Interesting, but no good news…I mean, should we ever find bacteria on another planet, I suppose they’d be the kind of bacteria that can survive when exposed to extreme temperatures, radiations, etc…well if we are bringing exactly this kind of bacteria with our own spacecrafts, we will have to raise big doubts when we encounter life: will it be really extraterrestrial? If we find a bacillus, will it be the proof of alien bacteria colonizing Earth ages ago (as someone hypothesizes) or just a damn bacillus coming from our planet and enjoying a once-in-lifetime trip? I guess some info might be gathered analysing the DNA, “our” bacilli are likely full of genes selected in response to interactions with other terrestrial creatures, which would demonstrate our traveler was born on Earth…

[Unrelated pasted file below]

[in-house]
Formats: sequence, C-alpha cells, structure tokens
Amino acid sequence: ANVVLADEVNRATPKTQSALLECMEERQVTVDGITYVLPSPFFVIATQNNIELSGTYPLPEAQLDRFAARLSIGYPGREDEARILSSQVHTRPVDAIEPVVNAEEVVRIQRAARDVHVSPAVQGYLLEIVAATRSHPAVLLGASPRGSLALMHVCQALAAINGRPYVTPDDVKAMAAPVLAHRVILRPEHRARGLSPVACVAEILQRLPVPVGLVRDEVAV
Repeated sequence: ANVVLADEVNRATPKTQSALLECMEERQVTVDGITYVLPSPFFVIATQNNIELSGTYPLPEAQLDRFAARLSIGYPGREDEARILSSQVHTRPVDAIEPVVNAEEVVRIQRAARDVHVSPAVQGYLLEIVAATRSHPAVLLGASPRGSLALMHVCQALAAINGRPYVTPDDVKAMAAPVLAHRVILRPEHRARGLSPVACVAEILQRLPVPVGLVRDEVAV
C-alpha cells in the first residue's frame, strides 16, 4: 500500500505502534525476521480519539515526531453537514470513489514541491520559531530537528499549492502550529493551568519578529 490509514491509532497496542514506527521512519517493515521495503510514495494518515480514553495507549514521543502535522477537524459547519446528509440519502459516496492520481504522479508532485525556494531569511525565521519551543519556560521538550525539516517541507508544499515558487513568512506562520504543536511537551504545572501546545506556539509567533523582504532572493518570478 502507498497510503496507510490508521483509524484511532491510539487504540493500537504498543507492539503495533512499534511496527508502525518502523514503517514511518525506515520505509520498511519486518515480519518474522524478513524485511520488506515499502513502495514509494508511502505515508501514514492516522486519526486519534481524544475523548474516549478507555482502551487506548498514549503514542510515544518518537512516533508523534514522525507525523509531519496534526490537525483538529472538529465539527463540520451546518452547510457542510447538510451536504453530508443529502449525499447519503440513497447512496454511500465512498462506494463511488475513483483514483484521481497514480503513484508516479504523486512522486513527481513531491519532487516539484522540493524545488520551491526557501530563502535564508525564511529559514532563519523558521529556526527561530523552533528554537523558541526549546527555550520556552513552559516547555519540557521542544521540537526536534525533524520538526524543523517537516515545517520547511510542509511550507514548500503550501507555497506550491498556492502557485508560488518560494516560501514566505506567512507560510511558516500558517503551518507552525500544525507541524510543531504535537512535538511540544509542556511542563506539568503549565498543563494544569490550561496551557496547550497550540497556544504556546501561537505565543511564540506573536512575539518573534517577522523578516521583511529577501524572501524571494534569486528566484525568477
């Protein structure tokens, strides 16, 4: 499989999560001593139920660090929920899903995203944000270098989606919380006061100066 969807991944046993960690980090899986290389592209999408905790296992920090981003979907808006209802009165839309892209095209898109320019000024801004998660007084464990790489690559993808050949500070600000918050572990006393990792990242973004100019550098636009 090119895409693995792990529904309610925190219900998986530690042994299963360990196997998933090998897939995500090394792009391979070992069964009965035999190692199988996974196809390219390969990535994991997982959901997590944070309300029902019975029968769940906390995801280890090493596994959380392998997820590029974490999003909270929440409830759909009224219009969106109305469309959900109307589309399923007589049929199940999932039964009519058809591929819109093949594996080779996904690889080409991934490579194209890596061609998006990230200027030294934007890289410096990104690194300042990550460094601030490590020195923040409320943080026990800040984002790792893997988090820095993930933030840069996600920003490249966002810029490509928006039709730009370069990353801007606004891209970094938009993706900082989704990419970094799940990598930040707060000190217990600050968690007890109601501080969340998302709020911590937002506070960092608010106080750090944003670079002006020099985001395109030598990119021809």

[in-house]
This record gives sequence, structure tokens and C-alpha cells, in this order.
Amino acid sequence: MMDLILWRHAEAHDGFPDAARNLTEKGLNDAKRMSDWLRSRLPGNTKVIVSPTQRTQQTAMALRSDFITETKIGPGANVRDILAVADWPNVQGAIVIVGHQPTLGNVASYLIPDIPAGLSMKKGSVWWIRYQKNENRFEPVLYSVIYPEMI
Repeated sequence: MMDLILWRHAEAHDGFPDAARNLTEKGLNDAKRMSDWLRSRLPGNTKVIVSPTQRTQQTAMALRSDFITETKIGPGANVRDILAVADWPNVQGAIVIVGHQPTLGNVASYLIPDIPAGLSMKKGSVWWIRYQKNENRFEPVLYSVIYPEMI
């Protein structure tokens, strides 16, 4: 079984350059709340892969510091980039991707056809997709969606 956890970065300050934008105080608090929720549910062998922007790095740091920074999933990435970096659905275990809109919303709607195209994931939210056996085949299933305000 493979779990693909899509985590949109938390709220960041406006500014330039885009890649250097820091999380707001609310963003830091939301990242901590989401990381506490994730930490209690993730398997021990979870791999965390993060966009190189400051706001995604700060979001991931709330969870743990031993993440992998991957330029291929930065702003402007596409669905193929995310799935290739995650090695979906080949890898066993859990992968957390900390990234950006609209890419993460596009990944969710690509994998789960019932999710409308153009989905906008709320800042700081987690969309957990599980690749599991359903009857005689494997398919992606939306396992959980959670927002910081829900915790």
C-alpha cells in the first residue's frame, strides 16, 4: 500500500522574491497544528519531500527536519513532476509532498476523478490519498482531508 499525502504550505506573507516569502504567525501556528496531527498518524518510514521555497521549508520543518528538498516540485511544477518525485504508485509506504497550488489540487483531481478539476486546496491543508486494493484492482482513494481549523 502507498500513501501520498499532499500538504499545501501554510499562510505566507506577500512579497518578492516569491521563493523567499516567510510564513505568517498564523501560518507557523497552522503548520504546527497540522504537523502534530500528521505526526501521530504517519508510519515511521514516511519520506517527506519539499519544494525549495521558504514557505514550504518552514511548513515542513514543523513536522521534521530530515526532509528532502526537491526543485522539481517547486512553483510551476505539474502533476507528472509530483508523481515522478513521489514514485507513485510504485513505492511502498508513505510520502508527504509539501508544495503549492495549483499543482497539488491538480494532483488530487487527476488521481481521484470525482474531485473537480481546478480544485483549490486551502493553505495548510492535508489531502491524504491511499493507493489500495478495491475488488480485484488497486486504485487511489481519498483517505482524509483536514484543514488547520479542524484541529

Yes, blitzed, I guess the problem is not with identifying life itself.
I’m sure that given a living cell on MARS there is a way to say whether it got there a year ago or a couple of billion years ago with a rock from Earth.
The problem is that we do not see the cell, now. The most we can do is to see if we could identify byproducts of the processes of life. Striving to “fail to prove the absence” of life as we know it, if you’d like to call it that way. And for that purpose any kind of “short term immigrant” life is bad.
You’re right, I totally agree.
The surprising aspect, to me, is that signifcant contamination still occurs no matter the efforts made to grant sterile conditions and carefully monitor all the steps of mission preparation.